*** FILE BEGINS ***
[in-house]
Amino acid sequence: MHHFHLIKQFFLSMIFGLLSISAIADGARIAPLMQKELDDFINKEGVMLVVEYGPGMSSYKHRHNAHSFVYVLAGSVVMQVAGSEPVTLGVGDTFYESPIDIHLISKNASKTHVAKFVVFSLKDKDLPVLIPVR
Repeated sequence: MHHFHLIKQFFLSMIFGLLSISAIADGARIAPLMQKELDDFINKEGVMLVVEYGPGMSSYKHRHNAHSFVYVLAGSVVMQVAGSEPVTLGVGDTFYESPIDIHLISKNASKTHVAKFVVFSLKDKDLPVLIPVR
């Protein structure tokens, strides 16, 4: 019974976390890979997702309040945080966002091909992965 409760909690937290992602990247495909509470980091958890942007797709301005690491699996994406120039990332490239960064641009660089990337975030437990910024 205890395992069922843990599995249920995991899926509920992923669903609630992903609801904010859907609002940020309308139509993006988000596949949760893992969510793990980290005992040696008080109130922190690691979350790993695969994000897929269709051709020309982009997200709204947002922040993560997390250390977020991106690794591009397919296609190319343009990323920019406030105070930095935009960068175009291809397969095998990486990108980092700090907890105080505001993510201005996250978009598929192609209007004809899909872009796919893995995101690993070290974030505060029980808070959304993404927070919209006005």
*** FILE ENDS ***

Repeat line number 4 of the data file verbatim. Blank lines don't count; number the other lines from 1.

């Protein structure tokens, strides 16, 4: 019974976390890979997702309040945080966002091909992965 409760909690937290992602990247495909509470980091958890942007797709301005690491699996994406120039990332490239960064641009660089990337975030437990910024 205890395992069922843990599995249920995991899926509920992923669903609630992903609801904010859907609002940020309308139509993006988000596949949760893992969510793990980290005992040696008080109130922190690691979350790993695969994000897929269709051709020309982009997200709204947002922040993560997390250390977020991106690794591009397919296609190319343009990323920019406030105070930095935009960068175009291809397969095998990486990108980092700090907890105080505001993510201005996250978009598929192609209007004809899909872009796919893995995101690993070290974030505060029980808070959304993404927070919209006005």